Blatant nosiness is the reason why email users click on the links embedded within electronic messages, according to university researchers.
This new evidence, discovered in a study, throws into question the basic premise behind phishing. That presumption is that when an iffy email looks like it comes from a legitimate organization, but contains a link to a bogus website where financial details are guzzled by bad guys, that gullible people are being bamboozled by the apparent legitimacy of the email.
+ Also on Network World: 10 companies that can help you fight phishing +
That’s in fact incorrect, computer science experts from Friedrich-Alexander-Universität in Germany believe. In reality, people are so curious that they will click on the link anyway. And that’s even though they know the link may be perilous.
Half of users click on hyperlinks that are sent from people they don’t know, the university discovered. But “most people know that emails and Facebook messages from unknown senders can contain dangerous links,” the researchers say in their press release.
“Many users still click on them,” it says. And it says it has evidence that not only are its findings correct, but also that some users deny they’ve done it.
The team sent 1,700 fellow students two batches of emails or Facebook messages using a fake sender name. The signatures were from “one of the 10 most common names for the target group’s generation.”
Both tranches of messages included a link to supposed images of a party the previous weekend. The first chunk used the recipients’ first names, and the second was generic, although that tranche included specific information about the event—it was a New Year’s Eve party, they were told.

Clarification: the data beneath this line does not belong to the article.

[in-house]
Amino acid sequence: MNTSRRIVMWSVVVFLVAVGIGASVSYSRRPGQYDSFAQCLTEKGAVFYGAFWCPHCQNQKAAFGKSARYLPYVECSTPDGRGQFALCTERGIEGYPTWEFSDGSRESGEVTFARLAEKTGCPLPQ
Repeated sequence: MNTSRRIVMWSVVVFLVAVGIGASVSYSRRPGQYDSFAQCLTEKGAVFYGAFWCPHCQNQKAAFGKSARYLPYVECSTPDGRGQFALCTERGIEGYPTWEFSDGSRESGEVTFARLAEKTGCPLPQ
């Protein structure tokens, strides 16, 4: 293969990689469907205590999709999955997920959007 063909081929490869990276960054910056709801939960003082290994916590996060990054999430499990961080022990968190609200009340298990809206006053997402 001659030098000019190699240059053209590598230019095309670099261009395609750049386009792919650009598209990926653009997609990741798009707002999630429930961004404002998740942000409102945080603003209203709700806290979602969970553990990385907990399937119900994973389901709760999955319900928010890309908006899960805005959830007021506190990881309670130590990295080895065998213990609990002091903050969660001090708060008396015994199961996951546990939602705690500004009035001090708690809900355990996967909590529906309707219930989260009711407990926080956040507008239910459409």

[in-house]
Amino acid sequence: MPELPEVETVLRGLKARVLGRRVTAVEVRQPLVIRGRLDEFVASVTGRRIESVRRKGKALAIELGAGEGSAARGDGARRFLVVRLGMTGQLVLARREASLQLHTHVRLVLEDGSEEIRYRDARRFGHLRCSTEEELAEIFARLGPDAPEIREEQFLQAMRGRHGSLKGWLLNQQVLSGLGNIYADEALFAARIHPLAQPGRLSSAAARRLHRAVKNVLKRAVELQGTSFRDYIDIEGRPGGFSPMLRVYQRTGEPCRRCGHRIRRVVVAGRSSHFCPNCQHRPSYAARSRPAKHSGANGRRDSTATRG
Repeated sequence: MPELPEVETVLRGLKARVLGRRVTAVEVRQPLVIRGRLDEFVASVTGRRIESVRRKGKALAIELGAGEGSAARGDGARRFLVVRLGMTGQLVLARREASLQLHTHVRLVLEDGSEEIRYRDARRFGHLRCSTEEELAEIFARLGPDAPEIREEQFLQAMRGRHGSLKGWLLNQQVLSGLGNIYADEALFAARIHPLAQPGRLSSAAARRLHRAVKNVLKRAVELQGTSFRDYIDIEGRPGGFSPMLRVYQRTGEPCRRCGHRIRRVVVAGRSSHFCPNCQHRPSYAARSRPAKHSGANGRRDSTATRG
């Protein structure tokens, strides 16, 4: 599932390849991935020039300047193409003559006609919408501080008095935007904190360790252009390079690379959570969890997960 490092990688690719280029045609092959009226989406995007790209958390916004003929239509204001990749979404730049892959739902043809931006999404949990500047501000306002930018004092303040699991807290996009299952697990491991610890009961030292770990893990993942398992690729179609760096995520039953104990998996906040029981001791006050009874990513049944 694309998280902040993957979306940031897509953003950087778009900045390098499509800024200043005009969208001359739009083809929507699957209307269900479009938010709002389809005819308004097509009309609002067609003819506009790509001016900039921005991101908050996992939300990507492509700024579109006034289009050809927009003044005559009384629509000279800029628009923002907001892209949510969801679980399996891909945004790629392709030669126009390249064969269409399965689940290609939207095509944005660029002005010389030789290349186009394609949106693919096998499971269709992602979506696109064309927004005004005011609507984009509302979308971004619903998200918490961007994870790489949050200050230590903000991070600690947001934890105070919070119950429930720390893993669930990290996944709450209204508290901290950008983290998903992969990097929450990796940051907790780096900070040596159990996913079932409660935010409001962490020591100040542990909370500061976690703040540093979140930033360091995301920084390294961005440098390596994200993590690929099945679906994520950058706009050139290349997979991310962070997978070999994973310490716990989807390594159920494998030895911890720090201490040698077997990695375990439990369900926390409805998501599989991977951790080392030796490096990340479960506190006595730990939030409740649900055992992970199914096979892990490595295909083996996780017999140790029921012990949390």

Various Facebook accounts were also set up.
Overall 56 percent of email recipients and 40 percent of Facebook users clicked on the link. A follow-up questionnaire asking the recipients if they knew that clicking on links might be problematic revealed that over three-fourths of the respondents (78 percent) were aware of it.
“Seventy eight percent of participants stated in the questionnaire that they were aware of the risks of unknown links.”
Why do they click?
When asked why they did it, the “large majority” indicated: “curiosity with regard to content of the photos or the identity of the sender.” Others’ justifications included that they’d been to a party the previous weekend, and more rationalized that they thought they knew the name of the sender.
Interestingly, the tally for those who admitted clicking on the innocuous little blue link did not match the totals of those who actually did the deed. Through a checking system, the scientists found that many more actually clicked the link (45 percent in one group) than those who said they did (20 percent in the same group).
The researchers, somewhat benevolently, think the mismatch might be “due to participants simply forgetting the message with the link after having clicked on it.” One might also guess they could be fibbing.
Users don't pay attention
Computer users aren’t spending enough time attempting to identify phishing, a separate, unrelated study said in 2015. Using eye movement tracking and brain activity measurements, University of Alabama at Birmingham scientists say they discovered a lack of attentiveness, predominantly from people who were generally un-attentive in nature, which was causing phishing successes.
Real-time neural scanning could be a way to identify whether people were alert enough to open emails, those scientists suggested.
This article is published as part of the IDG Contributor Network. Want to Join?